• IDINA Menzel’s kid will not let her sing in the car. This makes me feel much better about the time my daughter told me I was singing too loudly in public. It was the National Anthem. At a Phillies game.
  • ICE POP shows up periodically in puzzles. I call them popsicles. Is this a regional thing?
  • 63d [Taking a certain hormone, for short] is ON T and that’s on brand for the Inkubator.

What I didn’t know before I did this puzzle: that Louisiana, Michigan and Tennessee all have IRISES as their state flowers.

Enrique Henestroza Anguiano’s Los Angeles Times crossword — pannonica’s write-up

LAT • 3/10/23 • Fri • Henestroza Anguiano • solution • 20230310

Skeletal recap today, much to do.

  • 57aR [Brief moment, or what three long answers in this puzzle have?] SPLIT SECOND.
  • 19a. [Dinner and drinks with a preacher?] HOLY MAN DATE (holy mandate).
  • 26a. [Thousands of years, for a monolith] STONE MASS AGE (stone massage).
  • 45a. [Exam for a certificate in mediation?] PEACE PRO TEST (peace protest).

In each instance, the second word has been cleaved and the former first part becomes a noun modified by the preceding word: holy man, stone mass, peace pro.

Before I saw the theme, I thought the key answers ended in words having to do with time and filled in 26-across as STONE PASSAGE.

  • 14d [Garment similar to a hijab] CHADOR. Most common in IRAN (5d Country where Farsi is spoken])—though probably not so much of late?
  • 27d [Bit of cacao] NIB. Good in many recipes.
  • 28d [Month before febrero] ENERO. Hands-down the most popular Spanish month in US crosswords.
  • 43d [Watch the birdie?] PET SIT. Cute.
  • 40d [“Check it out!] GO SEE. 50a [“Same!”] ME TOO.
  • 62a [Miso soup base DASHI. Kayanoya makes some nice versions. Between this and CHADOR and 1d [ __ Tree: place of enlightenment in Buddhist tradition] BODHI. We’ve got a good smattering of non-English vocabulary.

Got to run!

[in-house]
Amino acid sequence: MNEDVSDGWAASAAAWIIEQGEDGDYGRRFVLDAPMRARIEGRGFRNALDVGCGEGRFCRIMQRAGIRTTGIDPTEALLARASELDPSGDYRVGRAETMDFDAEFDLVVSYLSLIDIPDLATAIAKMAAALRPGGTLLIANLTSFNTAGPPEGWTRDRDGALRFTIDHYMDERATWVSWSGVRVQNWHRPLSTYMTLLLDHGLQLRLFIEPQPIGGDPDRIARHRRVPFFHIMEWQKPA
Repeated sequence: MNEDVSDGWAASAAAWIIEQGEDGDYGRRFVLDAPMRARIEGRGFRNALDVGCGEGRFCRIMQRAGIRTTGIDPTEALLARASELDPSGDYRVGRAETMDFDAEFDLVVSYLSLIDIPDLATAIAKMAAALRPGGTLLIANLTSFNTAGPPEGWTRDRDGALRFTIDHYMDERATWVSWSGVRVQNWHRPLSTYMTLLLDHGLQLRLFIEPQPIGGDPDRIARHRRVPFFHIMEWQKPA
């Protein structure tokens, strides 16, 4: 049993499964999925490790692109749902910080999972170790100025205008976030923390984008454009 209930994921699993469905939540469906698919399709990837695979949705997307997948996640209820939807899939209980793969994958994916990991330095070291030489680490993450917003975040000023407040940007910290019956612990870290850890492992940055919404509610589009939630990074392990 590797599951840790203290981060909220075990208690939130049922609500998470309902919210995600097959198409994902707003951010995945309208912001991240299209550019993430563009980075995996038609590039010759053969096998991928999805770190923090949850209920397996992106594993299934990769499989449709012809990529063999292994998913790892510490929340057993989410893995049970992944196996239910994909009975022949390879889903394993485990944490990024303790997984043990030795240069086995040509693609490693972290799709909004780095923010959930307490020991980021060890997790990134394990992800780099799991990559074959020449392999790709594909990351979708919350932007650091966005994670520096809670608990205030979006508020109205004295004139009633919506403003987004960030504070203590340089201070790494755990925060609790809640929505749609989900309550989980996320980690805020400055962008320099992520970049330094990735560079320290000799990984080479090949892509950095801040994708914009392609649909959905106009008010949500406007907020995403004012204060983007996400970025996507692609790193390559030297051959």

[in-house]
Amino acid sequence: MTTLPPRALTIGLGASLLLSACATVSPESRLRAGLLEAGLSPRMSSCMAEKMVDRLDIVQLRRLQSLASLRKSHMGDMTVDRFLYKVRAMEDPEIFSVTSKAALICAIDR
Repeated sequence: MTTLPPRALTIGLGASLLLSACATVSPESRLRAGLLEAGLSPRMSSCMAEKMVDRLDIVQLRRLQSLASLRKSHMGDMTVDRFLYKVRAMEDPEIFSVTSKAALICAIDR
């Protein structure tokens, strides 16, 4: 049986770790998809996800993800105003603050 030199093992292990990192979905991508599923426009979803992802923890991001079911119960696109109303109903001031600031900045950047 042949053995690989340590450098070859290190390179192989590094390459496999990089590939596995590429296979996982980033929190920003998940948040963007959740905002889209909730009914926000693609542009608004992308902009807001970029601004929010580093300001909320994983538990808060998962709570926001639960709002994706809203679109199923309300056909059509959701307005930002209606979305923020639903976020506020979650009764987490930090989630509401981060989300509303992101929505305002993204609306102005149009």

Ada Nicolle’s USA Today crossword, “Storybook Endings”—Darby’s recap

Editor: Erik Agard

Theme: The two themers rhyme with NURSERY.

Theme Answers

Ada Nicolle's USA Today crossword, "Storybook Endings" solution for 3/10/2023

Ada Nicolle’s USA Today crossword, “Storybook Endings” solution for 3/10/2023

  • 20a [“Introductory”] PRECURSORY
  • 39a [“Date celebrated by besties”] FRIENDIVERSARY

Revealer: 58a [“What 20-Across and 39-Across are”] NURSERY RHYMES

I was so excited to see the title of this puzzle because I knew that it would be a cute theme, and I was not disappointed. PRECURSORY came on the crosses for me, given that I sped through most of the Downs in this puzzle. I finished in under three minutes, which almost never happens for me. FRIENDIVERSARY is an awesome answer, and I was thrilled to enter it (though I couldn’t remember if it was FRIEND-A-VERSARY or FRIEND-I-VERSARY).

The longer fill was really cool here as well. I loved 6d [“What the 2S in LGBTQ2S+ stands for”] TWO-SPIRIT, especially in combination with 10d [“Attracted to people regardless of their gender”] PANSEXUAL. RAINFOREST, LIVE STREAM, and IMPROVED were also great answers to tuck in, and it made the flow of the puzzle feel very smooth, moving between the shorter lengths t a longer answer.

A few other things I noticed:

  • 9d [“Counterpart of MLA, in citation styles”] – My little sister has to use APA, and so I had to brush up on it this week to help edit her paper. It continues to be my least favourite of the citation types, which is a very nerdy thing to say.
  • 50d [“Women’s Basketball Hall of Famer McGee”] – I was unfamiliar with PAMELA McGee, but she is incredible. She seems to be the matriarch of an insanely athletic family and a three-time Olympic gold medalist.

That’s all from me today!

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28 Responses to Friday, March 10, 2023

  1. Eric H says:

    NYT: Most of it was a zippy, smooth ride, but not that NW corner. It really slowed me down for a while.

    I foolishly had DiNT instead of DENT. Maybe I wanted a rhyme for GYNT, which was one of the few things I was positive about (cue “In the Hall of the Mountain King”).

    Between DiNT and edge instead of LEAN, I couldn’t see any of the 10-letter words up there. I’m sure it didn’t help that ALAN Page, ALAN Ameche, and Claudette COLVIN are all new names to me. (Though now that I have read a little about Ms. COLVIN, her story sounds a bit familiar.)

    • David L says:

      I had DINT and EDGE too before it became apparent they weren’t working. I can’t parse the clue for LEAN: a candidate who has a slight advantage in the polls has a … lean? I don’t see how that works.